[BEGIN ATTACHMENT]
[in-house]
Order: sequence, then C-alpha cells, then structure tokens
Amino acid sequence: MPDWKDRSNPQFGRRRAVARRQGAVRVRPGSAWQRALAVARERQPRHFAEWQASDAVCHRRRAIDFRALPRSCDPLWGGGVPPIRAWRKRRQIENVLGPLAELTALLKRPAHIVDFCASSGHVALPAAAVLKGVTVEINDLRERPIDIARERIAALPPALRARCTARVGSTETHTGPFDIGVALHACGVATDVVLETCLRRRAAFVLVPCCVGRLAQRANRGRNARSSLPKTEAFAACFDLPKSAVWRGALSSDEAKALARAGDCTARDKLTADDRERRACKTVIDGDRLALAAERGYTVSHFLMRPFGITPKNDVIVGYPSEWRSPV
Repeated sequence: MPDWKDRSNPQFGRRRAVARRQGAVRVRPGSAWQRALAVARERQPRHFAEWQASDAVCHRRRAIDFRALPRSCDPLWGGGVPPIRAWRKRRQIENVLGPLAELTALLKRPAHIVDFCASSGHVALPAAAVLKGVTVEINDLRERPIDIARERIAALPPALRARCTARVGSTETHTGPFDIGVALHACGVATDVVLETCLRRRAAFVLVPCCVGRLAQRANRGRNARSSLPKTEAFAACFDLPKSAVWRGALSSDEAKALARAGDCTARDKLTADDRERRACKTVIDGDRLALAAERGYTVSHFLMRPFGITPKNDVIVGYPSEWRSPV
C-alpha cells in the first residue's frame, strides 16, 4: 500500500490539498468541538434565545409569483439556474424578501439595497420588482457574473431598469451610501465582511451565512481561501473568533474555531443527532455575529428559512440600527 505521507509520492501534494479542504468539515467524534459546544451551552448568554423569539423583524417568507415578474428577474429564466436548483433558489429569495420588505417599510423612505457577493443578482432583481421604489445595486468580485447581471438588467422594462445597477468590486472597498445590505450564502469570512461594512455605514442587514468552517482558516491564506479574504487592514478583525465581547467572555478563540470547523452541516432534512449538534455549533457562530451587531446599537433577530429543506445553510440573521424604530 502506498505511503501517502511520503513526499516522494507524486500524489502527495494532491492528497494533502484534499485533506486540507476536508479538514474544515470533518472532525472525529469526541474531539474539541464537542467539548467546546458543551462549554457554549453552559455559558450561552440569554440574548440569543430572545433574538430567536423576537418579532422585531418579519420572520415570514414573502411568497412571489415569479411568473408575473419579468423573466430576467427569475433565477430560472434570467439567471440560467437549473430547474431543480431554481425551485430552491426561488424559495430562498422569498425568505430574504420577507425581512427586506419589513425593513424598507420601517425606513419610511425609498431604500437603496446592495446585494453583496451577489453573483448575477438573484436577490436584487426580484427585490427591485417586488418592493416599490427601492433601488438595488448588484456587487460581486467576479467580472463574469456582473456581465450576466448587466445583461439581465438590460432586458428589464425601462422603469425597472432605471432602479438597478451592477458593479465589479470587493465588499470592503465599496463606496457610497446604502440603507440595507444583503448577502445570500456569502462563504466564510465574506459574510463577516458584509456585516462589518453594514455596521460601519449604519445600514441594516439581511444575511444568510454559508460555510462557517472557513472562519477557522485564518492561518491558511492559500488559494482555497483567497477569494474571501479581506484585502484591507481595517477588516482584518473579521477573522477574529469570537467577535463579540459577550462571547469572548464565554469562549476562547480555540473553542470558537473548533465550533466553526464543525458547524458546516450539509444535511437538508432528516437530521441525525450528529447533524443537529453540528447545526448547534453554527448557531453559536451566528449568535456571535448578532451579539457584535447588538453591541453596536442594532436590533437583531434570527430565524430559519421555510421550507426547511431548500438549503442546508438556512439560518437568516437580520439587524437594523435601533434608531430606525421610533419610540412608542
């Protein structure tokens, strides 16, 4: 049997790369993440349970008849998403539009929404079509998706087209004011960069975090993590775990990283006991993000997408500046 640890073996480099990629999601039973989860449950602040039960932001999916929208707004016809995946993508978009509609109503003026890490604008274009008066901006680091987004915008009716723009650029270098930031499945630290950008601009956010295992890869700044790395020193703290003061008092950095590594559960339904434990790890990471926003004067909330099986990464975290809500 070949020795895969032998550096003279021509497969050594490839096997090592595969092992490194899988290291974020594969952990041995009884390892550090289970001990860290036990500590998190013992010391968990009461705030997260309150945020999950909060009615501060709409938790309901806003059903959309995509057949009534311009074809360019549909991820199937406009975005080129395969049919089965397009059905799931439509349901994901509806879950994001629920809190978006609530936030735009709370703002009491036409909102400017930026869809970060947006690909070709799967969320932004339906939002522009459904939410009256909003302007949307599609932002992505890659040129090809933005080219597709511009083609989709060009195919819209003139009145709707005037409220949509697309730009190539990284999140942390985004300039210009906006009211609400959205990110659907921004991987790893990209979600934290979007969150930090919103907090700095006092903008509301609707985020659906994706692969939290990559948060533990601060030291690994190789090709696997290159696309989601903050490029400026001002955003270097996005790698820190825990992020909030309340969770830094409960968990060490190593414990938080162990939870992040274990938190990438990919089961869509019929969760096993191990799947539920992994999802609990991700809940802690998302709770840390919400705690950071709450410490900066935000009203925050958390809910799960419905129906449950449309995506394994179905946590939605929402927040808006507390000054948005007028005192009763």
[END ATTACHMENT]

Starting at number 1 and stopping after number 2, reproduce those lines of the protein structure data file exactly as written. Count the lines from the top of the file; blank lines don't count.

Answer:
[in-house]
Order: sequence, then C-alpha cells, then structure tokens